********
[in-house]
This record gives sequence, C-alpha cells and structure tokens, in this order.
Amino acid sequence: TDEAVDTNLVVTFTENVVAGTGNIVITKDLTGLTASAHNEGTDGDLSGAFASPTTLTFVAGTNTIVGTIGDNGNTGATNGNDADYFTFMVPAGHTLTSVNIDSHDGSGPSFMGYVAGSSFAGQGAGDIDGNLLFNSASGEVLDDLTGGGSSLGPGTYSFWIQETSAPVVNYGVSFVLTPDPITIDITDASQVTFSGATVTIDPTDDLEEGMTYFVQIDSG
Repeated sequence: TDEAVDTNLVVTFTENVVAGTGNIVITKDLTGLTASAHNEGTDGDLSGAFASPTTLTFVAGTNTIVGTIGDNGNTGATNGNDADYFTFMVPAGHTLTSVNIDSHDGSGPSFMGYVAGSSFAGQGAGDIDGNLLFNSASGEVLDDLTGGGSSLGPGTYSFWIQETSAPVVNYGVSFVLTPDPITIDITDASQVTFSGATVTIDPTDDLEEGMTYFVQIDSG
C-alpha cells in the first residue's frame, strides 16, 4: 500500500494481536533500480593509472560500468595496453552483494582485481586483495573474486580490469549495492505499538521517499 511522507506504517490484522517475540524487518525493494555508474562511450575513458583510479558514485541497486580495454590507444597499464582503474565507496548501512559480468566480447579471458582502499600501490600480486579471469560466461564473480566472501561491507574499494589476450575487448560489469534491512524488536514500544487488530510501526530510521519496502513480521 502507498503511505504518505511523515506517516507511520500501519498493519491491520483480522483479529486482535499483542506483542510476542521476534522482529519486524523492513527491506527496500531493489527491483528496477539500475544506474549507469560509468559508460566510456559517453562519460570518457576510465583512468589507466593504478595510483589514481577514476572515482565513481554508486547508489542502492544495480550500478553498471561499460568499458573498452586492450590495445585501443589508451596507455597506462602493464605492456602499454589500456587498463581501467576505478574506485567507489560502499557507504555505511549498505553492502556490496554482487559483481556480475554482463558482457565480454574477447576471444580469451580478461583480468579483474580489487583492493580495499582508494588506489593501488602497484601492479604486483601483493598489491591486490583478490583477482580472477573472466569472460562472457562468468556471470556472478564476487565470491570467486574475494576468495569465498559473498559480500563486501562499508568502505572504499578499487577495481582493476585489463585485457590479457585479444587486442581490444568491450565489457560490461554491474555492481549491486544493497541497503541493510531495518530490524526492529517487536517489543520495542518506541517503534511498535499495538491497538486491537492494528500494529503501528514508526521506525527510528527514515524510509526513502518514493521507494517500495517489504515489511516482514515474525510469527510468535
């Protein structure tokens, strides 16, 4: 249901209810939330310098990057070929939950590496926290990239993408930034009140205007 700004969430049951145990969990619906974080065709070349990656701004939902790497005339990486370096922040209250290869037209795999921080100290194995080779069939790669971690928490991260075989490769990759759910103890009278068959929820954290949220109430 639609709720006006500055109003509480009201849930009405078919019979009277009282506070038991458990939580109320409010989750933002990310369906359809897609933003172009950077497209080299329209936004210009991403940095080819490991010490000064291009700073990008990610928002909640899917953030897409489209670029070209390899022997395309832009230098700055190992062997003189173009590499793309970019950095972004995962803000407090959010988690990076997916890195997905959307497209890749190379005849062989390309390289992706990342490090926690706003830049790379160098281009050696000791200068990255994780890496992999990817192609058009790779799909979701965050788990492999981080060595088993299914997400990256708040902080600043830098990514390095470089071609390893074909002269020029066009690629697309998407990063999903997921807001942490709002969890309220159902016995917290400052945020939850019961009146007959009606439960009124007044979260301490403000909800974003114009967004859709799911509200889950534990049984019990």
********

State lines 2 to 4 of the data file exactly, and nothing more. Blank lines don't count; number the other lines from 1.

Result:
This record gives sequence, C-alpha cells and structure tokens, in this order.
Amino acid sequence: TDEAVDTNLVVTFTENVVAGTGNIVITKDLTGLTASAHNEGTDGDLSGAFASPTTLTFVAGTNTIVGTIGDNGNTGATNGNDADYFTFMVPAGHTLTSVNIDSHDGSGPSFMGYVAGSSFAGQGAGDIDGNLLFNSASGEVLDDLTGGGSSLGPGTYSFWIQETSAPVVNYGVSFVLTPDPITIDITDASQVTFSGATVTIDPTDDLEEGMTYFVQIDSG
Repeated sequence: TDEAVDTNLVVTFTENVVAGTGNIVITKDLTGLTASAHNEGTDGDLSGAFASPTTLTFVAGTNTIVGTIGDNGNTGATNGNDADYFTFMVPAGHTLTSVNIDSHDGSGPSFMGYVAGSSFAGQGAGDIDGNLLFNSASGEVLDDLTGGGSSLGPGTYSFWIQETSAPVVNYGVSFVLTPDPITIDITDASQVTFSGATVTIDPTDDLEEGMTYFVQIDSG